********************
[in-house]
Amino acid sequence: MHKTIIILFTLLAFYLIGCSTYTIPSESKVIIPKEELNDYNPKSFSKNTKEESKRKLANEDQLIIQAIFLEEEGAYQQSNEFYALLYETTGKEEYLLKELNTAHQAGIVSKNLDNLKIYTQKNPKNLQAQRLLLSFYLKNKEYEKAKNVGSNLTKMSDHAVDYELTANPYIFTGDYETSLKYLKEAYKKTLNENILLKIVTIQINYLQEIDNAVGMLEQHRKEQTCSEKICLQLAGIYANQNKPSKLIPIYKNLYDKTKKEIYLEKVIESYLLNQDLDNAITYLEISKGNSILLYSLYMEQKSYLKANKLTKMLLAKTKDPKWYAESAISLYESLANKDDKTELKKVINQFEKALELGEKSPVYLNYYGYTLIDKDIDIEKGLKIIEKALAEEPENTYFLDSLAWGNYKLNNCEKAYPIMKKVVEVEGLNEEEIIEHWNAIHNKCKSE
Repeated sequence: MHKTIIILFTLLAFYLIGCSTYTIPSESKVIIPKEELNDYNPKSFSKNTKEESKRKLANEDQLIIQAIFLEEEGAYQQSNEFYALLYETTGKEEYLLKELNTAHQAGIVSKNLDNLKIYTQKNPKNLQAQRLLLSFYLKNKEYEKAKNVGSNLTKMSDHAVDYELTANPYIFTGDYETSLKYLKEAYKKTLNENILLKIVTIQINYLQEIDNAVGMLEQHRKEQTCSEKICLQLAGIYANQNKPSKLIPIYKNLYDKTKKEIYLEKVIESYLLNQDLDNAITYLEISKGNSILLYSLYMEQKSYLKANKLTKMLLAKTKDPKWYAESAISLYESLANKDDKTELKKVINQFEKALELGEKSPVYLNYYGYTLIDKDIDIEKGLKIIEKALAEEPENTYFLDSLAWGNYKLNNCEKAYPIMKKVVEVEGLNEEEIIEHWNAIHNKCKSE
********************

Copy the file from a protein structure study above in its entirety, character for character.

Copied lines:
[in-house]
Amino acid sequence: MHKTIIILFTLLAFYLIGCSTYTIPSESKVIIPKEELNDYNPKSFSKNTKEESKRKLANEDQLIIQAIFLEEEGAYQQSNEFYALLYETTGKEEYLLKELNTAHQAGIVSKNLDNLKIYTQKNPKNLQAQRLLLSFYLKNKEYEKAKNVGSNLTKMSDHAVDYELTANPYIFTGDYETSLKYLKEAYKKTLNENILLKIVTIQINYLQEIDNAVGMLEQHRKEQTCSEKICLQLAGIYANQNKPSKLIPIYKNLYDKTKKEIYLEKVIESYLLNQDLDNAITYLEISKGNSILLYSLYMEQKSYLKANKLTKMLLAKTKDPKWYAESAISLYESLANKDDKTELKKVINQFEKALELGEKSPVYLNYYGYTLIDKDIDIEKGLKIIEKALAEEPENTYFLDSLAWGNYKLNNCEKAYPIMKKVVEVEGLNEEEIIEHWNAIHNKCKSE
Repeated sequence: MHKTIIILFTLLAFYLIGCSTYTIPSESKVIIPKEELNDYNPKSFSKNTKEESKRKLANEDQLIIQAIFLEEEGAYQQSNEFYALLYETTGKEEYLLKELNTAHQAGIVSKNLDNLKIYTQKNPKNLQAQRLLLSFYLKNKEYEKAKNVGSNLTKMSDHAVDYELTANPYIFTGDYETSLKYLKEAYKKTLNENILLKIVTIQINYLQEIDNAVGMLEQHRKEQTCSEKICLQLAGIYANQNKPSKLIPIYKNLYDKTKKEIYLEKVIESYLLNQDLDNAITYLEISKGNSILLYSLYMEQKSYLKANKLTKMLLAKTKDPKWYAESAISLYESLANKDDKTELKKVINQFEKALELGEKSPVYLNYYGYTLIDKDIDIEKGLKIIEKALAEEPENTYFLDSLAWGNYKLNNCEKAYPIMKKVVEVEGLNEEEIIEHWNAIHNKCKSE